You may feel as if you have come to a dead end in your career as a systems administrator, or maybe you feel like you are stuck in a rut. Sometimes every day can feel like you are Bill Murray in the movie "Groundhog Day", where you are living the same day over and over again. Often, a good day is merely a day when nothing happens. However, while an incident-free day may be ideal from the standpoint of the company, simply maintaining a status quo is more harmful than helpful. Every day must be an opportunity for excellence, but what is excellence and how do you achieve it?
1. Understanding Excellence
What is excellence and why should you strive for it? That is the question that you need to ask every day when you arrive at your job as a Sysadmin, responsible for so much of your company's well-being. Understanding the word itself is fairly simple, and the dictionary definition is fairly straightforward.
the quality of being outstanding or extremely good.
an outstanding feature or quality.
However, knowing of and possessing the diverse qualities that combine to make a truly excellent sysadmin can be much more complicated. To give a little bit of context, we have to look back to how the ancient Greeks defined excellence, a concept they called eudaimonia.
Eudaimonia (Greek: εὐδαιμονία [eu̯dai̯moníaː]), sometimes anglicized as eudaemonia or eudemonia /juːdᵻˈmoʊniə/, is a Greek word commonly translated as happiness or welfare; however, "human flourishing" has been proposed as a more accurate translation.
As you see, simply being competent and good at your job does not constitute being excellent. Excellence is a pursuit, a constant process where you seek to flourish and advance the field. When excellence is defined thus, it can seem pretty daunting. When you are having your first cup of coffee in the morning and staring at your to-do list excellence may not be the first thing on your mind. When so much of your energy is expended on a daily basis simply performing the tasks necessary to ensure system functionality, it may not be clear when you will have the time or ability to do something so ambitious as to elevate your standing in your occupation. Understanding this is the first step toward excellence in all that you do.
2. Never Wait for a Crisis
It has become a chestnut in motivational speaking to state that in a crisis there is opportunity. However, opportunity is everywhere and never takes a vacation. Although there may be wisdom in being prepared to bring your very best skills to the problem when there is a network outage, you should also be prepared for the long periods of time when everything is going according to plan. Use these times to visualize what could go wrong and what you will do when it does. You will find that it will be more than a matter of simple mental preparation. When you go through your troubleshooting steps you may find gaps in either your own knowledge, available reference material, or even necessary equipment and replacement components. Making this a daily practice will not only fill the gaps in your day when nothing essential needs to be performed but also enhances your preparedness for the inevitable outages that every system eventually faces.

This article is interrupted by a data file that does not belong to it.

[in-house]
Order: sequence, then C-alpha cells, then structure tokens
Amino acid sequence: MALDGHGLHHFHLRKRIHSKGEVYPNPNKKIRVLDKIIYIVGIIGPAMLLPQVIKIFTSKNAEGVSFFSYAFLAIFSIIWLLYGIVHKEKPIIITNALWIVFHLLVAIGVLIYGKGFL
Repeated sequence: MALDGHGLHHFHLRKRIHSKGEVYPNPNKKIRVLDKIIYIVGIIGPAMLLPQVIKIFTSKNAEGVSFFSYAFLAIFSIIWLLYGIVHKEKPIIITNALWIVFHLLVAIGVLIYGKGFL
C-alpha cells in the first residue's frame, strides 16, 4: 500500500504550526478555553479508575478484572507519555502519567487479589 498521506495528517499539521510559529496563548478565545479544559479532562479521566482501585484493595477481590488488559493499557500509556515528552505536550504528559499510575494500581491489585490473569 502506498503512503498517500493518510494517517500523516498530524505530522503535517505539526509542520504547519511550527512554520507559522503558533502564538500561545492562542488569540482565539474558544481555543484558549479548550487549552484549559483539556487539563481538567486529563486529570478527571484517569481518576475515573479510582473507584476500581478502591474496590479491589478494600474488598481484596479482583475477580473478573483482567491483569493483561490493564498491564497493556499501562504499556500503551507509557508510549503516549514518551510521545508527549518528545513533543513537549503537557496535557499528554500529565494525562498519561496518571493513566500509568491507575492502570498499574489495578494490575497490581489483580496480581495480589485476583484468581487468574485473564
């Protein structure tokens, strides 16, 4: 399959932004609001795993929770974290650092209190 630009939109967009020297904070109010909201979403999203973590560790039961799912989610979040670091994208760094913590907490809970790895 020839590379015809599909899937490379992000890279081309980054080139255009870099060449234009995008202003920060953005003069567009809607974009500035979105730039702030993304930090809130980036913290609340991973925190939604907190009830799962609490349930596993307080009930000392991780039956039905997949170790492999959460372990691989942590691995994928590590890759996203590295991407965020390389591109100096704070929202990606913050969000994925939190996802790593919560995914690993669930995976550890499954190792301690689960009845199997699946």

3. Commit to a Lifelong Education
Whether this is your first year as an administrator or your 20th, you will find that there is always something to learn. IT systems develop at an accelerating scale and being an absolute expert in the field as it was five years ago may not be as impressive as it looks on paper. This could take many forms, whether it is actually attending formal classes during your off hours or keeping up with innovations in the trade magazines. Sometimes the only way to stoke this fire in yourself is to try and educate those around you. Taking some time every month to generate some kind of educational material, whether it is something as simple as a powerpoint presentation or as complicated as a technical manual, will make you take the time to do some measure of research and broaden your own horizons in some way. Just keep in mind that you are never done with learning in the IT industry and there will always be something else that you can learn to further excel in your practice.
4. Connect with Your Peers
Systems administration can be a lonely occupation. Even when you have co-workers who understand your role and are as enthusiastic as you are about computer science your position can necessarily be isolating, keeping you out of the social loop of the company as you work in the literal or figurative basement of what makes the company function. Finding a way to connect with tech-savvy co-workers not only makes friends but also provides occasions for thinking about computer systems, breaking down their functions, and isolating opportunities for advancement or upgrades of existing systems.
5. Use Your Imagination
When all else fails, use your imagination. Earlier we talked about visualizing what could go wrong when everything was going right. The same process can be applied when looking for ways to improve user experience and increase system availability. Even if a particular system is sufficient to a task that it is applied to, try to imagine how it could do it better. Once you do, it will be easier to structure a process for actual improvement. It may be that you need a scalable system in place to increase resources to meet demand, or perhaps a new and improved operating system that has become the industry standard is neither new nor improved. The possibilities for improvement really are limited only by your imagination.